In addition to the Legacy Awards, the following awards may be presented during the Hurston/Wright Legacy Award™ ceremony.
The North Star Award, the foundation’s highest honor, pays homage to the beacon that guided enslaved Africans to freedom. The recipients of the award are individuals whose writing careers represent brilliant accomplishment and whose service to the writing community inspires others.
2017 Recipient of the North Star Award Carla Hayden
Dr. Carla Hayden is the first woman and the first African American to lead the national library. Nominated by President Barack Obama, she was sworn in as the 14th Librarian of Congress in September 2016. Hayden began her professional career in 1973 as a children’s librarian at the Chicago Public Library. Prior to her appointment at the Library of Congress, she spent 13 years as chief executive at Baltimore’s Enoch Pratt Free Library, where she made news for keeping the library doors open during the 2015 protests after Freddie Gray’s death in police custody. For a week, the library became a refuge, even providing food. During her swearing-in speech, she said that “as a descendant of people who were denied the right to read, to now have the opportunity to serve and lead the institution that is our national symbol of knowledge is a historic moment.”
Anthony T. Browder
David Levering Lewis
E. Lynn Harris
The Ella Baker award, named for the heroic civil rights activist, recognizes writers and arts activists for exceptional work that advances social justice.
2017 Recipient of the Ella Baker Award Congressman John Lewis
Congressman John Lewis represents Georgia’s 5th District and is one of the most respected members of Congress. Since entering office in 1986, he has pushed for anti-poverty programs, healthcare reform and improvements in education, and oversaw multiple renewals of the Voting Rights Act. Lewis was a Freedom Rider, spoke at 1963’s March on Washington and led the demonstration that became known as “Bloody Sunday.” He is the co-author of the bestselling graphic novel memoir trilogy MARCH, written with Andrew Aydin and illustrated by Nate Powell. In 2016, he won the National Book Award for the third installment in the series, which marked the first time a graphic novel received the honor. He is also the author of Across That Bridge: Life Lessons and a Vision for Change, written with Brenda Jones, and winner of the 2012 NAACP Image Award for Best Literary Work-Biography. His biography, Walking With The Wind: A Memoir of the Movement, received the Anisfield-Wolf Book Award and the Robert F. Kennedy Book Award.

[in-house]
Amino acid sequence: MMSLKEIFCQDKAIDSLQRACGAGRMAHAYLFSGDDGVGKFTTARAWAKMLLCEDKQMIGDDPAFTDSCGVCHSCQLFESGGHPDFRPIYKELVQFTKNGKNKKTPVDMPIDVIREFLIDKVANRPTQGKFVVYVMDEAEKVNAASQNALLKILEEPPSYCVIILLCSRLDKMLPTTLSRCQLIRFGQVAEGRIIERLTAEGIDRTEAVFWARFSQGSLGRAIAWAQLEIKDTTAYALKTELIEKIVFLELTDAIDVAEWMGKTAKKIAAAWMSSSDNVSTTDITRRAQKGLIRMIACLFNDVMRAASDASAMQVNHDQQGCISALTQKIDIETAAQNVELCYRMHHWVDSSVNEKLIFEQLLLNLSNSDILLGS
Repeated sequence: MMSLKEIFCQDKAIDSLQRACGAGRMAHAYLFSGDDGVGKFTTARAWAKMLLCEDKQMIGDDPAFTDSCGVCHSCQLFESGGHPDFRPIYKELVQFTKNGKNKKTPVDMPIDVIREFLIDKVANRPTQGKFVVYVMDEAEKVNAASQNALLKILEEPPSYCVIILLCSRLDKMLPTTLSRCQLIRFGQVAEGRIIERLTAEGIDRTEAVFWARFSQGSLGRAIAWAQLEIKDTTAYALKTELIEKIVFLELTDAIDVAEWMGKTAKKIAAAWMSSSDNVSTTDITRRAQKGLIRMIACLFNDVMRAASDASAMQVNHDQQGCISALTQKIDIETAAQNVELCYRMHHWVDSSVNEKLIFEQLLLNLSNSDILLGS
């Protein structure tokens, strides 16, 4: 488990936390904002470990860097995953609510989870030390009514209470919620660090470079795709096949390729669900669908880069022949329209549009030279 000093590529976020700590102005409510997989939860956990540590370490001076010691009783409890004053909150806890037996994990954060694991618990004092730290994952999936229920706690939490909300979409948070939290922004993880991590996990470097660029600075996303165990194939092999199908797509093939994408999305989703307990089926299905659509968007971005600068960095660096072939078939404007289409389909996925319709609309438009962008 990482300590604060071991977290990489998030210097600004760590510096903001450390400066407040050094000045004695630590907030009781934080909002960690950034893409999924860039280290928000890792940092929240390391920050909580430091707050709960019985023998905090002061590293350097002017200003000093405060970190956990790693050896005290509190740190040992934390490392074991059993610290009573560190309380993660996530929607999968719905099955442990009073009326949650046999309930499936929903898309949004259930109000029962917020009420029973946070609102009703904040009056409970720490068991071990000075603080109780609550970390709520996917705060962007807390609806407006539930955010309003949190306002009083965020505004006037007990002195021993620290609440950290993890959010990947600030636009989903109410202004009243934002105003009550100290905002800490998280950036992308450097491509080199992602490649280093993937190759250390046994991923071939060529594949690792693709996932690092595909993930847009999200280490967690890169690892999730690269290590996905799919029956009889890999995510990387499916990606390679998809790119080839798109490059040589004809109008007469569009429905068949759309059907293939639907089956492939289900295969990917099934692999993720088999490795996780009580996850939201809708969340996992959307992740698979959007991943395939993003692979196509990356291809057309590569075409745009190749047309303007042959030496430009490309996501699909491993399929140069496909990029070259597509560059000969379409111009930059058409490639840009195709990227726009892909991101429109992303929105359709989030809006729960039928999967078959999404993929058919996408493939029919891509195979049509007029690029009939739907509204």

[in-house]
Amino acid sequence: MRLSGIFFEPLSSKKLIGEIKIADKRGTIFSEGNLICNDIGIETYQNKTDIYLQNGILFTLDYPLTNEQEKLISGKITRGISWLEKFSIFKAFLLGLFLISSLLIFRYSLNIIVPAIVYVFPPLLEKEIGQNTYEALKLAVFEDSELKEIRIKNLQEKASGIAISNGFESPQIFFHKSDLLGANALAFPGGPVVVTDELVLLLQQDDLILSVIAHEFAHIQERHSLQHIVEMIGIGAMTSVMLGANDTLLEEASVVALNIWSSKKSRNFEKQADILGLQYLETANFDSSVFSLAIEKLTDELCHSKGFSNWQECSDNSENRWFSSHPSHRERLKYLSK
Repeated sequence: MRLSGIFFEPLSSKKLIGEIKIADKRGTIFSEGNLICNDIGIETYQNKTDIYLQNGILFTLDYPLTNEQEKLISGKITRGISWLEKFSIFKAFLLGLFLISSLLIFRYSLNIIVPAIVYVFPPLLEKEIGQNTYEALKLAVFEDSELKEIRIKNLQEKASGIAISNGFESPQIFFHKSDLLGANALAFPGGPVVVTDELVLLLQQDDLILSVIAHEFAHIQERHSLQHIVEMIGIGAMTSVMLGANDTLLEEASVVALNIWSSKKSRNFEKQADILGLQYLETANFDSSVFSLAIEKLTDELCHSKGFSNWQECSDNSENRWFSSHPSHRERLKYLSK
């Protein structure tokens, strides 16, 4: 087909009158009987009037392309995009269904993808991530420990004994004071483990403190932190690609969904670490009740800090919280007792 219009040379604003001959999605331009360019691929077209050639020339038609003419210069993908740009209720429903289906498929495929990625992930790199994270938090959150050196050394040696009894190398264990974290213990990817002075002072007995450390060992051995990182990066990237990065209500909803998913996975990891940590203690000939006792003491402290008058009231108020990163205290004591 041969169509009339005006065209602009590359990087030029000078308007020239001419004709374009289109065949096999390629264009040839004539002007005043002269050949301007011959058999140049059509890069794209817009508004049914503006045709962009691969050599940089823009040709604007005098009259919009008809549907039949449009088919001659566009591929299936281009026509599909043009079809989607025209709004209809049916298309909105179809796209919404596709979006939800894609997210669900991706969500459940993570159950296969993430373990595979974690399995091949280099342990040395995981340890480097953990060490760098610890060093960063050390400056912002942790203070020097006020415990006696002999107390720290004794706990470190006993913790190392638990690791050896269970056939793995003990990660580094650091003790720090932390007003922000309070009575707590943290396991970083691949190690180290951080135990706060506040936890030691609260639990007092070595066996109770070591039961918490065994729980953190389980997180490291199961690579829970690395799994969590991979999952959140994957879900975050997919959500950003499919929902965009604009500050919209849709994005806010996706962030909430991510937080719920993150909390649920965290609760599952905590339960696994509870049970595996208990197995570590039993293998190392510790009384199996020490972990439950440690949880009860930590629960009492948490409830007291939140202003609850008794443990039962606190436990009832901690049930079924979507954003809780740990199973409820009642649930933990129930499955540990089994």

David C. Harrington
Introduced in 2005, the Madam C.J. Walker Award is given to businesses that have shown exceptional innovation in supporting and sustaining Black literature.
2017 Recipient of the Madam C.J. Walker Award Haki Madhubuti
Haki R. Madhubuti, a leading poet and one of the architects of the Black Arts Movement, founded Third World Press, the largest independent Black-owned U.S. press, in 1967. Publisher, editor and educator, he has published more than 31 books including poetry collections Think Black and Don’t Cry, Scream, under the name Don L. Lee. He took his current Swahili name in 1973, publishing numerous poetry and essay collections, including Million Man March/Day of Absence: A Commemorative Anthology. Madhubuti was founder and editor of Black Books Bulletin (1970-1994), a key journal documenting the literature, scholarship and conversations of African-American voices for over two decades. He was also a founding member of The Organization of Black American Culture (OBAC) Writers Workshop (1967) and founded several charter schools in Chicago. He has received numerous awards including National Endowment for the Arts and National Endowment for the Humanities fellowships, the American Book Award, and the Hurston/Wright Legacy prize in poetry in 2010 for his book, Liberation Narratives.
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